(Ashland, Ore.) — Lawrence Krauss, director of the Origins Project at Arizona State University and an internationally known physicist and author, will take participants on a pair of intellectual adventures when he offers public lectures next Wednesday and Thursday nights (Nov. 9 and 10) at Southern Oregon University.
Wednesday’s talk, “Journey to the Beginning of Time,” will address what Krauss describes as once-inaccessible metaphysical questions about how the universe began, how it will end, whether we’re alone in the universe and whether other universes exist. Those questions have come nearer to the reach of scientists in the past couple decades – and even in the past few years, he says. The lecture will be at 7 p.m. in the Rogue River Room of the Stevenson Union, with overflow space in the Stevenson Union Arena.
Thursday’s lecture, “The Greatest Story Ever Told … So Far,” will cover the real story of our journey to understand the universe – from the work of Plato to the discovery of the Higgs Boson. Krauss calls it “a tale ripe with drama and surprise,” and he will discuss how the most recent scientific discoveries may affect our fundamental understanding and the future of our world. The talk will begin at 7 p.m. in Room 151 of the Science Building, with overflow space across campus at the Meese Auditorium in the Center for the Visual Arts.
Both lectures are free and open to the public. The presentations are part of the SOU campus theme for Fall Term, Shapes of Curiosity.
Krauss received a Ph.D. in physics from the Massachusetts Institute of Technology. He is a Foundation Professor in the School of Earth and Space Exploration and the Physics Department at ASU, and has won several international awards for both his research and his efforts to improve the public understanding of science. He is the author of 10 books, including New York Times bestsellers “The Physics of Star Trek” and “A Universe from Nothing.” He also appears in the Werner Herzog films “Salt and Fire” and “Lo and Behold.”
NOTE: Krauss may be accessible for telephone interviews prior to his Ashland visit. Please contact SOU for information on his availability.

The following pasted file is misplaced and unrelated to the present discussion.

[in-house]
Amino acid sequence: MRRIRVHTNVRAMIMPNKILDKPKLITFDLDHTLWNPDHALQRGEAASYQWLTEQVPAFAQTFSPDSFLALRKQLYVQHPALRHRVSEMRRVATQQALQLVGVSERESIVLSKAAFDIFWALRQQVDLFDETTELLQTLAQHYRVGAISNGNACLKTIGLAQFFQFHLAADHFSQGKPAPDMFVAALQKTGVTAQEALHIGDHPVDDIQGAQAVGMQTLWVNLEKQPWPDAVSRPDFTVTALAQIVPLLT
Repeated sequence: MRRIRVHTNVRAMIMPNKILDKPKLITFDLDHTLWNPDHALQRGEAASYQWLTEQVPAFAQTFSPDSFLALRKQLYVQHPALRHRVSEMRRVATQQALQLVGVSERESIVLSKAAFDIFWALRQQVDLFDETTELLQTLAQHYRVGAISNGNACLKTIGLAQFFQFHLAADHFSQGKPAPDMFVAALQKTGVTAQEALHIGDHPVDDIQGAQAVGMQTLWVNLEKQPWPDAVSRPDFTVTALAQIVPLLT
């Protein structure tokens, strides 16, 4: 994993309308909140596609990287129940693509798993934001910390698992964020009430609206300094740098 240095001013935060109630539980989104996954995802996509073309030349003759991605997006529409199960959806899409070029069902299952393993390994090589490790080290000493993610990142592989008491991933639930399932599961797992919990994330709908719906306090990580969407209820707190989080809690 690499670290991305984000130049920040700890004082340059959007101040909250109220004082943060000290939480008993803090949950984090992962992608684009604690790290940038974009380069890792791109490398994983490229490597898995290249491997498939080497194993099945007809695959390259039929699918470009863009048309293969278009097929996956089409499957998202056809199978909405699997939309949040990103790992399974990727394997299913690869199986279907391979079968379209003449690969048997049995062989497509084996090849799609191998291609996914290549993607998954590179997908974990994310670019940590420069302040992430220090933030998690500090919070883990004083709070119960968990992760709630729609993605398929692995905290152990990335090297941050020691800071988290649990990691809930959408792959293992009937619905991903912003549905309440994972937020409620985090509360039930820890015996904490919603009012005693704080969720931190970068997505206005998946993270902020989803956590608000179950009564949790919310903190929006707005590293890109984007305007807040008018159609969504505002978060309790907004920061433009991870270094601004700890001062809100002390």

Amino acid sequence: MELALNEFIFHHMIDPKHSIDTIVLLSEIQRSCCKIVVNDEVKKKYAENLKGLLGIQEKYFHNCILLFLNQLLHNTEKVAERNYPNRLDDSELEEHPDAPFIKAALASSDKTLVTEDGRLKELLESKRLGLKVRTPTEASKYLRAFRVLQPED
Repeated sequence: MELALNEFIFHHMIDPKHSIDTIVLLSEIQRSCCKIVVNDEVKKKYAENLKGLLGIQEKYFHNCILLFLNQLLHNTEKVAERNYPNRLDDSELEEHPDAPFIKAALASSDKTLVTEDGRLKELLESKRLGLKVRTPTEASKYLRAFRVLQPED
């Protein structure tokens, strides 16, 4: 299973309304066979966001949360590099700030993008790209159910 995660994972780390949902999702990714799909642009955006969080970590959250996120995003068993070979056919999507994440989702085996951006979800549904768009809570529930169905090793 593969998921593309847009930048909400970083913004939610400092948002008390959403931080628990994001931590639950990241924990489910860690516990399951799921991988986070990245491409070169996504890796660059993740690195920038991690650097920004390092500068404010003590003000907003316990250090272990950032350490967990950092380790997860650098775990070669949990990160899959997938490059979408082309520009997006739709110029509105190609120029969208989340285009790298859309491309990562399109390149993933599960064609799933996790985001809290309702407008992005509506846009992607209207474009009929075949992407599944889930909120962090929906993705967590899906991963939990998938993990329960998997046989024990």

About Southern Oregon University
Southern Oregon University provides outstanding student experiences, valued degrees, and successful graduates. SOU is known for excellence in faculty, intellectual creativity and rigor, quality and innovation in connected learning programs, and the educational benefits of its unique geographic location. SOU was the first university in Oregon—and one of the first in the nation—to offset 100 percent of its energy use with clean, renewable power. It is the first university in the nation to balance 100 percent of its water consumption. Visit sou.edu.
(Ashland, Ore.) – Dr. Lawrence M. Krauss, the author of more than 300 scientific publications and popular articles on physics and astronomy, will make two public appearances at Southern Oregon University in Ashland, Ore. next week. On Thursday, October 14, Dr. Krauss will trace the biography of a single atom from the beginning of the universe until the end, as imagined today. The talk, titled An Atom from Oregon: Human Origins from the Beginning to the End of Time, will begin at 7 p.m. in the Rogue River Room in the Student Union (note new location). On Friday, October 15, at 3 p.m. in the Science Building lecture hall 118, Dr. Krauss will speak about Life, the Universe and Nothing: A Cosmic Mystery Story. Both presentations are free and open to the public.
Professor Krauss is the Foundation Professor in the School of Earth and Space Exploration and Physics Department, and the Inaugural Director of the Origins Project at Arizona State University. Professor Krauss is the recipient of numerous awards, including the Gravity Research Foundation First Prize Award (1984), and the Presidential Investigator Award (1986). In February, 2000, Dr. Krauss was awarded the American Association for the Advancement of Science’s 1999-2000 Award for the Public Understanding of Science and Technology. He is the author of many acclaimed popular books including The Fifth Essence: The Search for Dark Matter in the Universe (Basic Books, 1989), which was named Astronomy Book of the Year by the Astronomical Society of the Pacific.
Professor Krauss’s discussions are part of the SOU campus wide theme series entitled On Being Human. The series is sponsored by the SOU Arts and Humanities Council, the Office of Student Affairs, the College of Arts and Sciences, and the Provost’s Office.
For more information, contact Dr. Daniel Morris at firstname.lastname@example.org (552-6740) or Dr. Prakash Chenjeri at email@example.com (552-6034).
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